Supporting Innovation in Pharmacy for a Healthier Canada

Saskatchewan adopts SafetyNET-Rx for quality assurance


APRIL 2014 - Nova Scotia's SafetyNET-Rx program, funded in part by Canadian Foundation for Pharmacy (CFP), is making its mark in the increasingly critical area of continuous quality improvement (CQI) in community pharmacy. "Nova Scotia is certainly a North American leader in CQI processes in community pharmacies and based on its success a number of other provinces are starting to ramp up," says Todd Boyle, an Associate Professor at St. Francis Xavier University in Nova Scotia who was part of the interdisciplinary team that worked with the Nova Scotia College of Pharmacists (NSCP) and the Institute for Safe Medication Practices (ISMP) Canada to develop SafetyNET-Rx. Boyle also holds the position of Canada Research Chair in Quality Assurance in Community Pharmacy at the Gerald Schwartz School of Business.

SafetyNET-Rx was established through an extensive pilot project with grassroots pharmacists, after which it received $48,000 from CFP's Innovation Fund in 2010 to develop manuals and standardized tools. "CFP's support allowed us to prepare training and support material critical for community pharmacies and other jurisdictions adopting SafetyNET-Rx," says Boyle.

The Saskatchewan College of Pharmacists is the first to do so. It launched its COMPASS (Community Pharmacists Advancing Safety in Saskatchewan) pilot project in the fall of 2013, using SafetyNET-Rx as its own "compass" to guide implementation. "SafetyNET-Rx has done all the groundwork," says Jeannette Sandiford, field officer at the College. "Nova Scotia has also had proven success using SafetyNET's tools, so it became fairly evident that we wanted to go in that direction."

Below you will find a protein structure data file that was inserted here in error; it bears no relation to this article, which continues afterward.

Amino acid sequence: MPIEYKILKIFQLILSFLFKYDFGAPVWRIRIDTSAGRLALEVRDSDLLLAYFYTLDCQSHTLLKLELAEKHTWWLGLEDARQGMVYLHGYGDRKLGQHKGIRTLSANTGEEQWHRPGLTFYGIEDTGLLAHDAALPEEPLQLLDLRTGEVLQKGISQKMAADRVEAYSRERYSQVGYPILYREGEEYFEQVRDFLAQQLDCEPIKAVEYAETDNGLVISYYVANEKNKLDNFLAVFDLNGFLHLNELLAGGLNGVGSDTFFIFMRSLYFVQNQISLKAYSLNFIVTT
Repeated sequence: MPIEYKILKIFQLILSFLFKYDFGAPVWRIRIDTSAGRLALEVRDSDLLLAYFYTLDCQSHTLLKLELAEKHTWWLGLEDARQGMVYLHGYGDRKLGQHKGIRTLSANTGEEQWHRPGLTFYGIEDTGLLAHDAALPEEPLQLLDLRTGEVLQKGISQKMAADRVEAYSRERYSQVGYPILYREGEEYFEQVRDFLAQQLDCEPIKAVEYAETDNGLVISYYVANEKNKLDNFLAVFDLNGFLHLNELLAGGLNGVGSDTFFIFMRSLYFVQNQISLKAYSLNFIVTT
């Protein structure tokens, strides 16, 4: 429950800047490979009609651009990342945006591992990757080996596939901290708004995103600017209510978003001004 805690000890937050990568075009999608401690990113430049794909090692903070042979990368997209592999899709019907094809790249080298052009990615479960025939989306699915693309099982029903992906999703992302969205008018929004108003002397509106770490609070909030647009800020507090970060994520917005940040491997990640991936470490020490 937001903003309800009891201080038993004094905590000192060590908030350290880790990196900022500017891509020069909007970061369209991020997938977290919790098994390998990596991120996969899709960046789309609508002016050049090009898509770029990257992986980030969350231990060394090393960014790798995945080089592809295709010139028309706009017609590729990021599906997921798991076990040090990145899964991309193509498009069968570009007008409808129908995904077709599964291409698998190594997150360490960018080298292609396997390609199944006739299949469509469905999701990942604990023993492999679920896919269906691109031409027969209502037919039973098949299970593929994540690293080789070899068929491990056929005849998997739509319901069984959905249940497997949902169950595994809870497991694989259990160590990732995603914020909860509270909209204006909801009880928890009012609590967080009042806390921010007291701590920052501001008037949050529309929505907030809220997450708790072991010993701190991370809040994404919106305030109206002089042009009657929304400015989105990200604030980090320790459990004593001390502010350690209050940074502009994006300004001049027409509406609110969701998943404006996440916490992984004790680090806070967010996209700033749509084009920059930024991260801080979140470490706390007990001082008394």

In 2011 Nova Scotia became the first province to regulate CQI in community pharmacy by establishing standards of practice that included a requirement that community pharmacies annually self-assess the safety of the pharmacy's practices and hold quarterly staff meetings for CQI; it also requires pharmacists to report quality-related events, such as medication errors, to an independent body. As a member of the SafetyNET-Rx research team, the College worked with ISMP to develop an anonymous reporting tool (CphIR) that feeds into ISMP's national database.

"Before pharmacists implement the process they tend to say it's too overwhelming and that they don't have the time," says Beverley Zwicker, Deputy Registrar at NSCP. "But once they're engaged and have a system in place they often become its champion. This is a valuable upstream activity that will save time by reducing the number of prescriptions that need to be redone before they are dispensed, and more importantly it improves the quality and safety of the pharmacy's practice."

The need for CQI grows with the expansion of pharmacists' scope of practice, adds Boyle. "Injections and renewals and other authorities are wonderful, but they also result in new processes and new activities that have the potential to increase the likelihood of errors." Programs such as SafetyNET-Rx help pharmacists expand their scope of practice while ensuring that quality and patient safety remain at the forefront.

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